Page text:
Children are traumatized by a convergence of many negative factors which affect their physical and mental health.
Children of divorced parents are at a higher risk for poor physical health, engaging in risky behaviors, drug use, and sexual promiscuity.
In one study, approximately 20 to 25 percent of children experience long-term adjustment problems, compared to roughly 10 percent of children in first-marriage families.
A parent's stress, anxiety, anger, and loneliness impacts negatively on his or her children. A parent fearful of the future cannot be fully present in a child’s daily life.
Research shows that children with problems caused by divorce last for a very long time.
Adult children of divorced parents suffer from higher rates of depression and have more emotional problems than the normal population.
In some tragic cases, children lose their access to their father.
In one British national survey, it was discovered that one-quarter of children living with their single mother had not seen their fathers the previous year.
When one parent leaves the family the quality of parent typically changes for the worst. Instead of two adults caring for the children, there is now one. And often the sole parent is overwhelmed and resentful.
Because of the family breaking apart children may lose access to grandparents, aunts and uncles, and cousins.
Research shows that some children benefit when their parent’s separate when the conflict has occurred in their presence, and this conflict is traumatizing.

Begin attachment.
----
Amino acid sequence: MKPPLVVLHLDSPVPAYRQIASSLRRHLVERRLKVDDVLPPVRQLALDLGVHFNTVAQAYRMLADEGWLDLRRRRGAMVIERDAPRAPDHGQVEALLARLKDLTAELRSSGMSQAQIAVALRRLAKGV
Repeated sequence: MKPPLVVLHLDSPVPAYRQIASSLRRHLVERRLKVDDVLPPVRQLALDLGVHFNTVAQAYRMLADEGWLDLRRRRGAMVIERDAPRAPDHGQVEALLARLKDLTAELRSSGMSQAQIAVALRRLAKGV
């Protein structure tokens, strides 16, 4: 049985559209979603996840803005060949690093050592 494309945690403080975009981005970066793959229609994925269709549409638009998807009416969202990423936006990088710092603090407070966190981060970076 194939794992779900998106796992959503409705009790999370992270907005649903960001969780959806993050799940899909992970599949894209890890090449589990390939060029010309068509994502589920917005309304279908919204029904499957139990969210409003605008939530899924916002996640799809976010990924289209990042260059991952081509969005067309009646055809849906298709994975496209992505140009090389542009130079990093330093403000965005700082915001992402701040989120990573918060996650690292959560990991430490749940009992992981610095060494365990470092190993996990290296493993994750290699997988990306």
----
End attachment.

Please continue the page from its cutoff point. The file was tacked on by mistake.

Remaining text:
On the other hand, when the relationship conflict has been concealed from the children, typically divorce has a greater negative impact upon them.
Without a doubt when parents repair their broken marriage or committed relationship children are the primary beneficiaries.
Fixing a broken marriage or committed relationship should be 'Plan-A' (your first choice) — this should be your preferred solution to relationship conflict, stress, and trauma.
Plan-A is not always possible. However, you should at least try with sincerity, effort, commitment and when possible with the assistance of a qualified relationship specialist.
Research has shown the effectiveness of couple therapy for decreasing relationship stress.
Positive change is reported by 70% of couples who took part in relationship therapy.
Research suggests that the gains achieved during couple therapy last for months and even years following treatment completion. The evidence for the efficacy of couple therapy is strong.
The therapist you are considering working with must have specialized relationship training. Unfortunately, far too many “relationship therapists” have no academic training or supervision working with couples.
Therapist trained to work with individuals are not qualified to work with couples. These therapists have trained to work with individuals who are depressed, anxious, or have mood or personality disorders — not with couples that have “relationship problems.”
‘Two individuals’ do not make a couple!... A couple is a third entity with its own dynamics and only a couple’s therapist trained in systemic therapy can effectively help individuals who require help with their marriage or committed relationship.
For couples who do not have access to couple therapy, or in addition to couple therapy, acquiring relationship education should be seriously considered.